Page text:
I got a few broadsides from some Truthers, as can be expected. Also got some sad mail from people who for some reason took the occasion to tell me they used to read me but didn’t anymore, since I was daft. Fine. One was alarmed because I wasn’t going to watch “The Path to 9/11” for the wrong reasons. I was right not to watch it, but my justification was not acceptable. As he put it, “You've stopped writing about things that aren't political.”  Uh huh. That’s the Bleat: politics, day in, day out.

Today at one of the sites I visit I read something so surpassingly inane I had to rub my eyes and try again; surely the author did not believe that we lived in a totalitarian state. But no; the message was clear. It can hardly get worse.

Well, you know, it can.

And I’ll still go back to that site every day, because while I think the author is dead wrong on one particular issue – an issue that’s important to me – I like a great deal of what he has to say about interests we share. And if ever we met at a bar, the Big Thing would be set aside with no problem – partly because there’s another time and place for arguing the Big Thing (it’s called the Internet! You may have heard about it) but mostly because the commonalities would be much more rewarding and germaine to the moment. In a way the signs of division are heartening; we can afford them, for the moment, and as long as we admit that the other side wants a strong secure free America too, well, kumbaya. But some people seem to infer that a statement that shades on the right side of center – made sarcastically, or perhaps with a tongue-in-cheek tone that didn’t work as well as I intended – means I think all the LOONY LEFT MOONBATS WANT AL QAEDA TO WIN BECAUSE THEY HATE AMERICA.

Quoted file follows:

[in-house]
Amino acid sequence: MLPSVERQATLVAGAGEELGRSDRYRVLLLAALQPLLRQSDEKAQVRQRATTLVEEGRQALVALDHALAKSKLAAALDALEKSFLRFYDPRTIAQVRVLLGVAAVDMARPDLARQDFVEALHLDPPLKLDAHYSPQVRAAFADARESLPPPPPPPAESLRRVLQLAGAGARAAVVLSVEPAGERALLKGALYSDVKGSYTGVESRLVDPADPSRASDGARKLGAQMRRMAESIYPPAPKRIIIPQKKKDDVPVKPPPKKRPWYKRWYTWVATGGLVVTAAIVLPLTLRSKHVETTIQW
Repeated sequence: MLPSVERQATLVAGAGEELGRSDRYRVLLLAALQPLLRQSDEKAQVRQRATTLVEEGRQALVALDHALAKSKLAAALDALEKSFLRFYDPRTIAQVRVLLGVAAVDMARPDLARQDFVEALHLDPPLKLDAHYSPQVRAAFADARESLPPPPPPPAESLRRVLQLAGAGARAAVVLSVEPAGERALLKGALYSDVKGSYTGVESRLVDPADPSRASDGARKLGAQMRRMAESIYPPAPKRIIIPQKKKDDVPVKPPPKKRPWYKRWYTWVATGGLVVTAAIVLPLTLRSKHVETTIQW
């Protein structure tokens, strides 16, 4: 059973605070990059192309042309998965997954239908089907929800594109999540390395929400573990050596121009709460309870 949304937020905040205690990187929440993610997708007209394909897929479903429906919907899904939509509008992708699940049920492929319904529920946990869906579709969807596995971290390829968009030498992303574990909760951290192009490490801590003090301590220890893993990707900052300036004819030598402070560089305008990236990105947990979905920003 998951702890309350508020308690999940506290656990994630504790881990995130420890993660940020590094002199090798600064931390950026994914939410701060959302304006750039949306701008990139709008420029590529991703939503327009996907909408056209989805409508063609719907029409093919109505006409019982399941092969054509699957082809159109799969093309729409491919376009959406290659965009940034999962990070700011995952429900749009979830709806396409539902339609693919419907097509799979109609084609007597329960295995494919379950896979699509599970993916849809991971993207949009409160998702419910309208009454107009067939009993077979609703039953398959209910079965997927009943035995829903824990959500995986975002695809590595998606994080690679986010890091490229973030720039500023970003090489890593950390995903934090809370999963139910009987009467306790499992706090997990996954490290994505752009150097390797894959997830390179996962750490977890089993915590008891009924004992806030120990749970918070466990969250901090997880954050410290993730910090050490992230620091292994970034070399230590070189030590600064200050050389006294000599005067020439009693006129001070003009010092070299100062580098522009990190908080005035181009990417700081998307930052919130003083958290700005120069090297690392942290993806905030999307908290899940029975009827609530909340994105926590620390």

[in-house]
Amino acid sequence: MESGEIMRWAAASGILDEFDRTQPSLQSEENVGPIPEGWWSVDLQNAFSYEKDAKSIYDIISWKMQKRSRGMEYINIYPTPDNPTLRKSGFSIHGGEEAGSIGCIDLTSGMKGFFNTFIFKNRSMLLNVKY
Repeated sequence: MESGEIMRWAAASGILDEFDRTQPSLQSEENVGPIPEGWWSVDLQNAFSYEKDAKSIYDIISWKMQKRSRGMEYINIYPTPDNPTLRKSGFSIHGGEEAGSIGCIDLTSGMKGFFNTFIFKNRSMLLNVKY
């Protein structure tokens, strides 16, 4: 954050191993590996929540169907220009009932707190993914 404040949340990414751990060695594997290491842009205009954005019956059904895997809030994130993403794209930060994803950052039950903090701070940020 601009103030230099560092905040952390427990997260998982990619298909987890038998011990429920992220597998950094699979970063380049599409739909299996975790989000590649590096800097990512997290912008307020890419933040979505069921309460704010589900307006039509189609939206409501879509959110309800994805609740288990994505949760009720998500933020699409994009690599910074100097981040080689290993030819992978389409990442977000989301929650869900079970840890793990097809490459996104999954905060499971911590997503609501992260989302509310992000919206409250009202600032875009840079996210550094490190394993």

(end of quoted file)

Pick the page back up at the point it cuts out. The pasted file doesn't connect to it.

Sigh. Too many extrapolator filters set on “Hair Trigger.” Look: I think my left-of-center readers ignore what I write about Greater Matters, or read it with eye-rolling amusement, and stick around for other attributes of the site. The center-center people take it as it comes, and complain or issue kudos appropriately. The right-of-center readers have heard it before elsewhere, but may appreciate the reinforcement. (If I have a skill, it ain’t originality, it’s rephrasing.)